Over the summer I had the opportunity to complete a summer project at the John Innes Centre (JIC), working in the lab of Dr Christopher Ridout. My project was built upon some of the work done by Catherine Jacott (PhD student), who is looking at the extent of overlap between the pathways utilised for mildew infection and mycorrhizal colonisation.
The major part of my work at JIC was looking at the relative gene expression of the Mlo family of genes after inoculation with both wheat powdery mildew and barley powdery mildew spores. When homozygous recessive, this gene family is seen to confer resistance to powdery mildew disease, caused by the fungal agent Blumeria graminis. In addition to looking at the gene expression wild type (WT) barley, I also observed expression in a mlo-5 mutant. This aimed to investigate the potential for compensation of the Mlo gene family members. It was hypothesised that in the mlo-5 mutant background, we would see stronger basal expression and/or induction of other Mlo-family genes as compared to WT if the genes were compensating for one another. To do this, I extracted RNA from inoculated leaves at 2 timepoints (16 hours and 24 hours) post inoculation and took 4 biological replicates through to cDNA generation. Using RT-qPCR, the relative gene expressions were determined for the Mlo and Mlo-like genes in barley, with reference to the expression of a housekeeping gene, EF1α. The early-response gene Rnr8 acted as a positive control for powdery mildew interaction.
The results of this experiment allowed me to identify 2 candidate genes (allocated names Mlo-6 and Mlo-7) which were significantly expressed at greater levels in the mlo-5 mutant, both basally (mock inoculation) and at 16 hours post inoculation. Both genes were also significantly induced upon mildew inoculation, suggesting that they may have roles in the plant-pathogen interaction. This provides evidence for potential compensation within the Mlo-family members. The data showing Mlo-6 is upregulated in the mlo-5 mutant background supports data seen in a previous paper. Other genes showed no difference or significantly lower expression in the mutant background. These results were unsurprising due to the diverse roles of the selected genes. The lab will continue to investigate the roles of the candidate genes identified, through looking at their expression at different time-points during the process of mycorrhization.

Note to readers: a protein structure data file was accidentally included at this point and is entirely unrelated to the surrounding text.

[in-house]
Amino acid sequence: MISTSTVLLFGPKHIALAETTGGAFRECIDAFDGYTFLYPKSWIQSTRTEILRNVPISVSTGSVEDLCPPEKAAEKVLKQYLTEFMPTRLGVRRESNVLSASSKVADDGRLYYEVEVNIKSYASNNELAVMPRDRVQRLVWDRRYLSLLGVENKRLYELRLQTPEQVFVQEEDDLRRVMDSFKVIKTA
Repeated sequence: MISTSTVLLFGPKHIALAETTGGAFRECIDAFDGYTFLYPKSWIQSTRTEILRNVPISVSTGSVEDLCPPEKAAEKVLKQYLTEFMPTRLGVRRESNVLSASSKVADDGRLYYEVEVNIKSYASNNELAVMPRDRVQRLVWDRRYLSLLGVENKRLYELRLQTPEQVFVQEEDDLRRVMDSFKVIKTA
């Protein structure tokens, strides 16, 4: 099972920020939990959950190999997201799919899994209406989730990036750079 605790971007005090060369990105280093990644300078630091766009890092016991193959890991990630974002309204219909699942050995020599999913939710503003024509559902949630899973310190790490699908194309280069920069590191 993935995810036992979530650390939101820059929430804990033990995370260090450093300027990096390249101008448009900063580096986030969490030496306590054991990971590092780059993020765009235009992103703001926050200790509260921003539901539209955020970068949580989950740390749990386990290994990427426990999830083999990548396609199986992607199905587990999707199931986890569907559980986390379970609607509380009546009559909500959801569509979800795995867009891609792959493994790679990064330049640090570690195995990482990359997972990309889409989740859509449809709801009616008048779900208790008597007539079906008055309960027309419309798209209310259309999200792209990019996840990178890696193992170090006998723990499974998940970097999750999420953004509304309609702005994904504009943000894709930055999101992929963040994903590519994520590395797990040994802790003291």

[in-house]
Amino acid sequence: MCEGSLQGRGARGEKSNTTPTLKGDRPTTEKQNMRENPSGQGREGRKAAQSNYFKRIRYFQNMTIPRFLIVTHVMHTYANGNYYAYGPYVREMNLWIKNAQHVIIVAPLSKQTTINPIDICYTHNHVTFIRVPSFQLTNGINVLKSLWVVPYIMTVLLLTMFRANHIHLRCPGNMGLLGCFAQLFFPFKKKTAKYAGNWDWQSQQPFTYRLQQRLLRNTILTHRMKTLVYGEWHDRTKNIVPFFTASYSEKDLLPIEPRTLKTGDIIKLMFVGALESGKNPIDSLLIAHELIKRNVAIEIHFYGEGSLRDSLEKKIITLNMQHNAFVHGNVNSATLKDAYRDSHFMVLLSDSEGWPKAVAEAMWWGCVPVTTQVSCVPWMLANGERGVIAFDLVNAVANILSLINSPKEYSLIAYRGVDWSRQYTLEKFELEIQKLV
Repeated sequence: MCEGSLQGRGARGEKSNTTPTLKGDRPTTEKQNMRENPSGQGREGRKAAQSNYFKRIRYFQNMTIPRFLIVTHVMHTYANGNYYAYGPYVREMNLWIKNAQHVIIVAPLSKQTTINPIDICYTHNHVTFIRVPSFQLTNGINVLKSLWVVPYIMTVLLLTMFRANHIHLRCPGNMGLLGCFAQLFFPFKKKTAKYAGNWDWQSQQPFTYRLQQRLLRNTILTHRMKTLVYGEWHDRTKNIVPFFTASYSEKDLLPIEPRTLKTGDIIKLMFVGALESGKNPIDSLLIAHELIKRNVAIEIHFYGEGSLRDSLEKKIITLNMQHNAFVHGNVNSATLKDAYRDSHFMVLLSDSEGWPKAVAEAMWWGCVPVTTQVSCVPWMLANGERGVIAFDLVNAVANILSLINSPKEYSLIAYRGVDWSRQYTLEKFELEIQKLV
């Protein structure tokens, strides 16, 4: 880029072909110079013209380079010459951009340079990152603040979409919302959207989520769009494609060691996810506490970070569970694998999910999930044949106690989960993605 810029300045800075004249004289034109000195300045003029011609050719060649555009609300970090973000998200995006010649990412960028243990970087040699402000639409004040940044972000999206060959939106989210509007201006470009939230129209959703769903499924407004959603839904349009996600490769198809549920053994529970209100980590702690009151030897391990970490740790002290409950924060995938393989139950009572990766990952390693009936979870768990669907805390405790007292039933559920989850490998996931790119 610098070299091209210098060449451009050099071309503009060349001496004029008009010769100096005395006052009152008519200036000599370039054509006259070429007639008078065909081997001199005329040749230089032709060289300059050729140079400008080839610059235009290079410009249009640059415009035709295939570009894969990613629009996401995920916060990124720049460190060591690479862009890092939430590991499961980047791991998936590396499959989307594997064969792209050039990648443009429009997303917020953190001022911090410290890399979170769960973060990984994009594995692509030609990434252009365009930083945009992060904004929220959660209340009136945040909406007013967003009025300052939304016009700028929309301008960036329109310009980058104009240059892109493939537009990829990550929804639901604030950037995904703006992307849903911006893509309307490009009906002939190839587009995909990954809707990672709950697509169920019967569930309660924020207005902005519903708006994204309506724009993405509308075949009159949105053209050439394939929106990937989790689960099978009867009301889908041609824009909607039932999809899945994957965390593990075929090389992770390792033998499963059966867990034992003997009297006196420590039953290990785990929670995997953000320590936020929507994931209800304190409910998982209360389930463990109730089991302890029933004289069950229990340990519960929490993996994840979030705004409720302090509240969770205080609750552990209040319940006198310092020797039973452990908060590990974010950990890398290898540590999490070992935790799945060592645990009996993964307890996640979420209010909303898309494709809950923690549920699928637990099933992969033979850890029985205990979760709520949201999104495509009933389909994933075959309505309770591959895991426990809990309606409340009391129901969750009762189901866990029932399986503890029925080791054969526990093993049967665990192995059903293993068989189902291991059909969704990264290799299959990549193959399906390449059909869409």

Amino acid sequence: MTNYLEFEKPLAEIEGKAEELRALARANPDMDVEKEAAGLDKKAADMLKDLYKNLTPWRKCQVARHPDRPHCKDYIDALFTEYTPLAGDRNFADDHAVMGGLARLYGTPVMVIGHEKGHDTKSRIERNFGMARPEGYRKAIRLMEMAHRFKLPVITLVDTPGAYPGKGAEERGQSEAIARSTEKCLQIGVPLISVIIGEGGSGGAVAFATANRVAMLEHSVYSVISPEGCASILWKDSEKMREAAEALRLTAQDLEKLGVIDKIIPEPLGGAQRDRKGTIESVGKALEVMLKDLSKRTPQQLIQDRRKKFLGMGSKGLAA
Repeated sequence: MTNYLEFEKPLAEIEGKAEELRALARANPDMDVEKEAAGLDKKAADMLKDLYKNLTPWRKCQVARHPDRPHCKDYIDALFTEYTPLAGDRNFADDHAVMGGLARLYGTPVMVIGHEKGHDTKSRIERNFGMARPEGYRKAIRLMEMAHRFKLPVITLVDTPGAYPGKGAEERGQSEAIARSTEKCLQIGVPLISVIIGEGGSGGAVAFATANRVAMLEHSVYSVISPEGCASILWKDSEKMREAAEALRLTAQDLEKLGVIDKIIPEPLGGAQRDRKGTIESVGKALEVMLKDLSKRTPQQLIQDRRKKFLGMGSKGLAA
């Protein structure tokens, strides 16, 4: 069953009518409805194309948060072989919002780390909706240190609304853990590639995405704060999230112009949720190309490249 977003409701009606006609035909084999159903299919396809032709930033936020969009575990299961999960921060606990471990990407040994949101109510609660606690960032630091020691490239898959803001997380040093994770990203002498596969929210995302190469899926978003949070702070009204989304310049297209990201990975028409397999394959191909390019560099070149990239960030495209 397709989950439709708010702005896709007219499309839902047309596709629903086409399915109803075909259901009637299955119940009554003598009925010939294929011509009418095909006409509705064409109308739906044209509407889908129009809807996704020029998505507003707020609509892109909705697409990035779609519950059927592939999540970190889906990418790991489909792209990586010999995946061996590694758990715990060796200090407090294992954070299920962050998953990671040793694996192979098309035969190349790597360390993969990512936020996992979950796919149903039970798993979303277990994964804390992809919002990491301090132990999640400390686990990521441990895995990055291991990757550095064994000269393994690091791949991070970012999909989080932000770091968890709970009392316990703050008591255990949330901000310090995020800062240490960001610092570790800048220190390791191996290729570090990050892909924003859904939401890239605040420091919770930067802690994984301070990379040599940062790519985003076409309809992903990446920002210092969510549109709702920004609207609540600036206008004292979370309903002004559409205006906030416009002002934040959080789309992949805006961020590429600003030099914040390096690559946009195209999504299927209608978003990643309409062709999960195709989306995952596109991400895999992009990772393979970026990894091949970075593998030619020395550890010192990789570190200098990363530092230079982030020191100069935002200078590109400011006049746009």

To further study the effect of a non-functional mlo-gene on mycorrhization, the model plant Medicago truncatula will be used. Following previous research, Mlo-genes were selected and lines of seeds were collected from transformed plants, which have a TNT retrotransposon insertion in one of 2 potentially interesting genes. One of the aims of my project was to genotype the plants grown from the transformed lines through PCR analysis using WT and TNT primers. This allowed the identification and selection of homozygous mutants for further study.
The last part of my project was to perform an assay where the extent of powdery mildew colonisation was assessed in a diversity set of different barley cultivars. Unfortunately, after growing the plants, inoculating them and then carrying out the staining procedure necessary to visualise the fungus, no colonisation was seen and only 7 spores across several samples. After retracing our steps, we found a mildew fungicide had been sprayed in the growth cabinet used a few days prior to growing the plants here, and this may have affected experimental results.
I have thoroughly enjoyed my time at JIC, it has given me key insights as to how research progresses, and the preparation stages involved in carrying out experiments which I would not have otherwise seen. I have learnt so much about experimental design, and had the chance to use techniques which I had learnt about but never had first-hand experience of. Before I started the project, I was hesitant in considering doing a PhD and embarking on a career in research. The project has allowed me to experience working in a research environment, and I enjoyed it so much I am now seriously considering continuing with academia after graduation. I would like to thank the Chris Ridout Lab for their help and patience in supervising me as I completed the project, and the BSPP for funding my project and providing me with this fantastic opportunity.
University of Cambridge